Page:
ASUTIL: Delegates gain timely updates on Brazil and Uruguay borders duty free

By John Gallagher |

Source: TFWA.

Developments in the borders duty free business in Uruguay and Brazil were placed under the microscope during last week’s ASUTIL Conference in Buenos Aires (7-8 June).

Carlos Loaiza, Secretary General of CEFSU, the Uruguayan border shops association introduced the following speakers: Neutral by Luryx CEO Marcelo Montico; BAH Free Shop CEO Paulo Pavin; Uruguayan Ministry of Economy Director of Trade Policy Juan Alfonso Labraga; and Superintendente Receita Federal Altemir Linhares de Melo from Rio Grande do Sul.

Loaiza highlighted that the Uruguayan border duty free business reached US$248 million in 2022. This was just ahead of the 2019 figure of $231 million, but still considerably short of the $363 million accrued in 2011 – the record year which brought a huge increase in international investment in the Uruguayan duty free business.

Harmonising systems

Carlos Loaiza of CEFSU moderated the ‘Duty free beyond borders’ session. Source: TFWA.

He underlined the importance of the travel retail business in local economies in border communities and its role in stimulating local employment, especially among women, who lived in the area.

The stability of the Brazilian real exchange rate was key to sales growth and Loaiza highlighted the help provided by the Uruguayan government to duty free operators during the long period when stores were forced to close due to the Covid-19 pandemic.

Linhares de Melo, from Receita Federal, the Brazilian customs authority, highlighted the history of Brazilian border shop legislation from the law that allowed border stores to be opened in 34 border towns in 2012 to the actual openings in 2019.

The pandemic had slowed down the rate of store openings, but sales were now increasing and customs statistics indicated that sales rose by more than 40% during the first five months of 2023, compared with the previous year.

The Brazilian government forecast that new stores would bring more tourism to the border areas and the immediate future looked bright.

Juan Labraga then underlined the Uruguayan government’s commitment over the 35 year history of the border business in Uruguay to attract investment and create jobs.

“We are continually working to improve the system to help our partners,” he outlined.

Pictured and below: The ASUTIL Conference attracted 276 delegates to Buenos Aires for the TFWA-managed event. Ample networking opportunities were enjoyed throughout the two-day conference, including at the Gala Dinner, Opening Cocktail and during the working lunches.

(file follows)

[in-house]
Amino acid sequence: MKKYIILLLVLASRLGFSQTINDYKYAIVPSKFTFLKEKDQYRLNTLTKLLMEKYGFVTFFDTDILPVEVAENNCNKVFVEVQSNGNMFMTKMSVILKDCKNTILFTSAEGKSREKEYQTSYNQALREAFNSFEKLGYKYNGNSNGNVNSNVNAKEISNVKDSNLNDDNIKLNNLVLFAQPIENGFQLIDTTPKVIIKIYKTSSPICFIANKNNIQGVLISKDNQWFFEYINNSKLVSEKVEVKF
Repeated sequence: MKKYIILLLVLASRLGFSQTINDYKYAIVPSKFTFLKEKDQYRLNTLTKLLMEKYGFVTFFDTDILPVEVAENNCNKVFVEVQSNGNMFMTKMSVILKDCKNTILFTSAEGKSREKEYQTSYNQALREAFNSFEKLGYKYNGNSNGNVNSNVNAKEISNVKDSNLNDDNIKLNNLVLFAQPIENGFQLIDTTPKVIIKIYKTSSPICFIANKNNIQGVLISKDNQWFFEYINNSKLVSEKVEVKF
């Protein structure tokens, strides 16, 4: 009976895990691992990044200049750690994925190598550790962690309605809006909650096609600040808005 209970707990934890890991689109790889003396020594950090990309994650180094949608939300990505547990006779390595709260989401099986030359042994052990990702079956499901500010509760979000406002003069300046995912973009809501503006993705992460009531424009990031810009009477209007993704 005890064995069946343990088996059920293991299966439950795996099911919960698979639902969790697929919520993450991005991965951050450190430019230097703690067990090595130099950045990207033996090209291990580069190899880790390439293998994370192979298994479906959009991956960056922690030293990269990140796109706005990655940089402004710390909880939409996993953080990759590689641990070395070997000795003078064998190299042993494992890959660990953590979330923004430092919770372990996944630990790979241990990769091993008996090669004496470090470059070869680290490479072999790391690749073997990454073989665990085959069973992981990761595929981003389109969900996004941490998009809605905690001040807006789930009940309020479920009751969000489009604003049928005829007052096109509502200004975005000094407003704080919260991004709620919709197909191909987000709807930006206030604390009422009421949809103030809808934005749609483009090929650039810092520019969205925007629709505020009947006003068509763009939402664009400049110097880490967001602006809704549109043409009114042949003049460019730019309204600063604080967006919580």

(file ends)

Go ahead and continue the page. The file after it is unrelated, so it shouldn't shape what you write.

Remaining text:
He also pointed to strong recovery in most frontier cities. “The pandemic is over for the sector. We have managed to overcome all the difficulties. We must work to harmonise the two systems,” he said. “Our system was devised 35 years ago; now we have to adapt to the current times. Each system has their own peculiar nuances, but we should be looking at bring them together where possible.”

Cooperation would benefit both countries, he added.

Neutral eyes growth

Marcelo Montico, CEO, Neutral Duty Free. Source: TFWA.

Marcelo Montico reported recent sales growth at Neutral, the biggest chain on the Uruguayan side of the border, confirming a 54% increase at the end of 2022 compared to 2019. The company is forecasting a 107% increase for the full year 2023, compared to 2019, the last full year prior to the pandemic.

Sales in 2019 were lower than budgeted but admittedly these were troubled times for the operator, which led to its sale to Panama-based operator Top Brands International.

The importance of alcoholic drinks had grown in recent years reaching 27% of total sales compared with 22% in 2018. During the same period, beauty’s relative importance declined from 35% to 31%.

Montico added: “We can see several opportunities for growth. But there are challenges too. We cannot control the exchange rate but we can and must protect the value proposition. It’s not only about savings but providing a great shopping experience.”

Paulo Pavin, CEO of Bah Duty Free, then gave delegates an in depth and emotional explanation of the social and commercial benefits of border shops inside Brazil.

“We need to drive this business. All of the cities near the borders are small, and apart from agriculture we don’t have many sources of income.

“This makes the new duty free shopping experience more interesting. In Uruguaiana, when we opened, 80% of sales were to local residents, now we have close to 80% of sales to non-locals so this brings visitors that are changing the face of these cities.

“This is a significant contribution to inland cities in Brazil. We hope with government support we can strengthen the system. It is not about competing with our neighbour, it is about creating jobs and value.”

For more coverage from the ASUTIL Conference, click here.

The Americas

Details emerge of JFK T1 commercial programme and duty free tender

Qualified travel retail operators are being invited to participate in a request for proposals...


Mondelez WTR launches Win a Diamond pop-up with Lagardère at CDG

Mondelez World Travel Retail (WTR) has unveiled an enhanced iteration of its Win a Diamond...

Middle East

JEDCO launches multi-category tenders at KAIA T1

Jeddah Airports Company (JEDCO KSA) has issued a request for proposals for several...

image description

In the Magazine

TRBusiness Magazine is free to access. Read the latest issue now.

E-mail this link to a friend